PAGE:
193 calories (1/3 of recipe); 11.1 g protein; 17.3 g fat; 18.7 g carbohydrate; 17.8 g net carbs; 280 mg sodium (with 50% reduced-sodium soy sauce; 331 mg with regular soy sauce); 131 mg cholesterol; 0.9 g fiber
Handful prawns (220 g in shell, 120 g after shelled and cleaned in photo)
1 tsp katakuriko potato starch (for prep-seasoning of prawns)
1 tsp sesame oil (for prep-seasoning of prawns; not in photo)
50 g harusame mung bean vermicelli
2 white sections of green onion (20 g in photo)
1 knob ginger
4-5 asparagus (114 g in photo)
1 tbsp Shaoxing wine
1/2 tsp kurozu brown rice vinegar (not in photo)
3 tbsp chicken stock
1/2 tbsp oyster sauce
1 tsp soy sauce
Black pepper, to taste
1 tbsp sesame oil (for cooking)
Soak harusame in water (use warm water if in a hurry).
Shell, devein and clean prawns with potato starch (not included in ingredients above), and rinse well.
Cut asparagus into 3-4 cm.
Julienne green onion and ginger.
Mix oyster sauce and soy sauce.
Heat 1/2 tbsp to 2 tsp sesame oil (out of 1 tbsp for cooking).
Keep heat on medium high.
Lower heat to medium, and add remaining sesame oil.
When green onion and ginger become aromatic, add prawns, and saute.
Add harusame and asparagus, and stir; make sure all ingredients come contact with liquid.
Put back scrambled egg, and mix.
- If kurozu is not available, try regular rice vinegar.
- Start adding Shaoxing wine, kurozu and chicken stock while prawns are not fully cooked. If you wait for prawns to be cooked through, they will be overcooked at the end – a rubbery texture is not nice to eat.
- If harusame is still stiff by the time you want to add it, increase the amount of chicken stock or add some water (1-2 tbsp should be enough).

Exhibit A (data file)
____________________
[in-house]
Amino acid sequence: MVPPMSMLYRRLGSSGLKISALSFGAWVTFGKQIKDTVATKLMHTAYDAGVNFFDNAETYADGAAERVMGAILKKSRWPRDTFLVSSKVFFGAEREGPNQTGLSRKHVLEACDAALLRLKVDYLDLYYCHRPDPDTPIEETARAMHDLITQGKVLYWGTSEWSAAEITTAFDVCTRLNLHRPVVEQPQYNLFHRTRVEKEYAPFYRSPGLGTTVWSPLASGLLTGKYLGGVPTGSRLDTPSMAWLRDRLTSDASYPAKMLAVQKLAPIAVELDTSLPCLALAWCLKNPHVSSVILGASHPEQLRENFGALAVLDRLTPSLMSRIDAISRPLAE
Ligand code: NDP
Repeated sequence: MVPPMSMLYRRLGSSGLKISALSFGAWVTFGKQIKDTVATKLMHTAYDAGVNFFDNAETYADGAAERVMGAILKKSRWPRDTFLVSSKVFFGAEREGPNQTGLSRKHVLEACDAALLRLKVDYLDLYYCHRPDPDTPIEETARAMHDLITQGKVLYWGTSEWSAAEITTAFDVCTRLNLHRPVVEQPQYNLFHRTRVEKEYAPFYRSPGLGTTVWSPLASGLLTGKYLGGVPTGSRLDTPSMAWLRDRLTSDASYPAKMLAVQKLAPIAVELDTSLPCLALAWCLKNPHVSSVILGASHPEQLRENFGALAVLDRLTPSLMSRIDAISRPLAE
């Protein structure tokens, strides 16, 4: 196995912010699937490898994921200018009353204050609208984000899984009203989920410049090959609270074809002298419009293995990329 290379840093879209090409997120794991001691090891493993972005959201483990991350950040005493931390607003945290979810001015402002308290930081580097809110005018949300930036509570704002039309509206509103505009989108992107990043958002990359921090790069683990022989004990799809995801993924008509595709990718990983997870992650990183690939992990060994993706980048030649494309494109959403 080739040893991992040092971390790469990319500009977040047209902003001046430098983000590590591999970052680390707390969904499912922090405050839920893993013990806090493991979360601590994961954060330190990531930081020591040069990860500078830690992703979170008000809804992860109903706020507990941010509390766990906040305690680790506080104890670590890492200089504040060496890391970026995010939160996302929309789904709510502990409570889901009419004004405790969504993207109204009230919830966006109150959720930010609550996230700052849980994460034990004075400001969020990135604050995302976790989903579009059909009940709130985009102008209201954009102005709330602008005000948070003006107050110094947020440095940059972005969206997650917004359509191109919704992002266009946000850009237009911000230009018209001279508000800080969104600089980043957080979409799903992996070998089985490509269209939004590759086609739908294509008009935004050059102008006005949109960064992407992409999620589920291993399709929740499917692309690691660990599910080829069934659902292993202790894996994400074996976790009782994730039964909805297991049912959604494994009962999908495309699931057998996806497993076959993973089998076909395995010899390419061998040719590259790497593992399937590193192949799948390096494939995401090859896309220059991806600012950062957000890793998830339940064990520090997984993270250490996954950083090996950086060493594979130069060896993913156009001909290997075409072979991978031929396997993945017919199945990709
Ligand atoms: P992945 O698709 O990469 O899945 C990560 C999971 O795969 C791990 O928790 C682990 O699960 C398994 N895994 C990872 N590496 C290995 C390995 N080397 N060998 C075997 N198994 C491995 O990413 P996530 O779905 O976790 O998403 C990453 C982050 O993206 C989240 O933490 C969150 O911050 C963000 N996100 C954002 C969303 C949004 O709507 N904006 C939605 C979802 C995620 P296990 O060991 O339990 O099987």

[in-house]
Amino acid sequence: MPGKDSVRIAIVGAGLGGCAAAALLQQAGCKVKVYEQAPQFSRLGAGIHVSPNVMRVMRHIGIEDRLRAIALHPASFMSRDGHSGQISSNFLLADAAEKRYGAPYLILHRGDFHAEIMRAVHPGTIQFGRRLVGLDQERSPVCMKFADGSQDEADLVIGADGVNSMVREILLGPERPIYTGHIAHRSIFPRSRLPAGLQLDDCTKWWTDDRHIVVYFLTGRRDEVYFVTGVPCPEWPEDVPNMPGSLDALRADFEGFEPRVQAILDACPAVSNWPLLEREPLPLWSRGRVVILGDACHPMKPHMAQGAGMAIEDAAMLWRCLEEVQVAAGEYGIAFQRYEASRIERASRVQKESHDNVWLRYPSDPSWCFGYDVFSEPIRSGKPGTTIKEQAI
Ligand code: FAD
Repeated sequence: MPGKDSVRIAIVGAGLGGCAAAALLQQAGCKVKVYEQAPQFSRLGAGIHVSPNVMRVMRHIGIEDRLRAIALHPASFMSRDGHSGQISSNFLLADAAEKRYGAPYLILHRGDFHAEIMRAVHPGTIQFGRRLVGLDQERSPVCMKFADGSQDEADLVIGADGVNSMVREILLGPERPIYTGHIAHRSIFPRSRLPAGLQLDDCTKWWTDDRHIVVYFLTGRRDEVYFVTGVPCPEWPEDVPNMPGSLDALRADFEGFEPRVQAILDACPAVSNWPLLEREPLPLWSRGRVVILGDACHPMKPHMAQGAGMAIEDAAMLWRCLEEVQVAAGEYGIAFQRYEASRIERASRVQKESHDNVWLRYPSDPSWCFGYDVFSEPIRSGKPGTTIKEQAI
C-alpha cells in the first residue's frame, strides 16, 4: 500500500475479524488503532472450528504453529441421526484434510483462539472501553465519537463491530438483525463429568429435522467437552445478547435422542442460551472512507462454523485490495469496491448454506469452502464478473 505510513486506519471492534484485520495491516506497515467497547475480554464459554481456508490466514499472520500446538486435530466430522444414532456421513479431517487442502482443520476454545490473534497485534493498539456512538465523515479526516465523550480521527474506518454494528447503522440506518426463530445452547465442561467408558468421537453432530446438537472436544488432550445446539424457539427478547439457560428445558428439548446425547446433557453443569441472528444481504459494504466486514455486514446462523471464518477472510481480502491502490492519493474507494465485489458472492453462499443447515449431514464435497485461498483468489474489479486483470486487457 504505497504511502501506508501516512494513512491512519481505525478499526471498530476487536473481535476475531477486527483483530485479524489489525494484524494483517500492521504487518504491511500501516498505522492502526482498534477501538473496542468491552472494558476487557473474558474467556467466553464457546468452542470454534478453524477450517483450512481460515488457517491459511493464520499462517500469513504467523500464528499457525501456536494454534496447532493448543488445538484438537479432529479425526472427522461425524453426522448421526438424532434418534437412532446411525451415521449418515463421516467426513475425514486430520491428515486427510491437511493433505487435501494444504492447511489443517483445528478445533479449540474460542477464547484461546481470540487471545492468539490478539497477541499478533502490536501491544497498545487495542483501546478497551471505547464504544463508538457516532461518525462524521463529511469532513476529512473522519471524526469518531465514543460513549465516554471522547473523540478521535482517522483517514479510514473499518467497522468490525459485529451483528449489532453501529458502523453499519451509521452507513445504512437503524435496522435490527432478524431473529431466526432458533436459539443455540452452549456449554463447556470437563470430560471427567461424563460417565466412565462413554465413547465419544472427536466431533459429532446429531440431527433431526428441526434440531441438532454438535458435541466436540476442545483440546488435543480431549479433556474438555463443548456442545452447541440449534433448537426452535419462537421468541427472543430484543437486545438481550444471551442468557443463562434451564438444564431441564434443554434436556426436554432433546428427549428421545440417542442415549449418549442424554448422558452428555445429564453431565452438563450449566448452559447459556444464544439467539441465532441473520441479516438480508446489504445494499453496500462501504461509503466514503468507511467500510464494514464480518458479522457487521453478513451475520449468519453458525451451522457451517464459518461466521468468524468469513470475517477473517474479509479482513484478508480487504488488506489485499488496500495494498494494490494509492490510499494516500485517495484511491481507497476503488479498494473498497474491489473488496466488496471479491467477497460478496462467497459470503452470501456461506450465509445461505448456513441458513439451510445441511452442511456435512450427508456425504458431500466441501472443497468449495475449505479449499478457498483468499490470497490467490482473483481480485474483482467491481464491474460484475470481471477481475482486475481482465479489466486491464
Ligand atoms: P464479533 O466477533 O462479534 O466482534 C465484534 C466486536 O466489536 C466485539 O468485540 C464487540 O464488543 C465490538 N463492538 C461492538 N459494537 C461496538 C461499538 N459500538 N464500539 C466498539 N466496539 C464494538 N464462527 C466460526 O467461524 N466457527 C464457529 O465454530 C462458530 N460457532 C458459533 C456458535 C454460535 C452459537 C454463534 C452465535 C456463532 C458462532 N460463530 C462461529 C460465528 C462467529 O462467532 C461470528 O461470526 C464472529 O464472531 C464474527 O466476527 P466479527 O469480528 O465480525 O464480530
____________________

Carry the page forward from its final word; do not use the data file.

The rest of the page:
- Other than asparagus, mild green vegetables with relatively thick, succulent stems (saishin yu choy sum, chingensai baby bok choy, gailan Chinese broccoli, broccoli raab, etc.) or snap peas and green beans work great with this dish.
- If you are accustomed to a softer flavor with less seasonings, the amount of oyster sauce can be reduced to 1 tsp for a gentler taste. If you do, reduce the amount of kurozu vinegar to 1/3 tsp in order to prevent its sourness from coming through in the final dish. The sodium content in this case would be 352 mg for 1/2 serving and 235 mg for 1/3 serving when using 50% reduced-sodium soy sauce; with regular soy sauce, the figures would be 428 mg and 285 mg, respectively.
- The above figures are based on homemade chicken stock, which contains much less sodium than store-bought products.
- 1/2 of recipe above: 289 calories; 16.6 g protein; 11.0 g fat; 28.1g carbohydrate; 26.8 g net carbs; 420 mg sodium (with 50% reduced-sodium soy sauce; 496 mg with regular soy sauce); 197 mg cholesterol; 1.3 g fiber
(Last updated: May 2, 2017)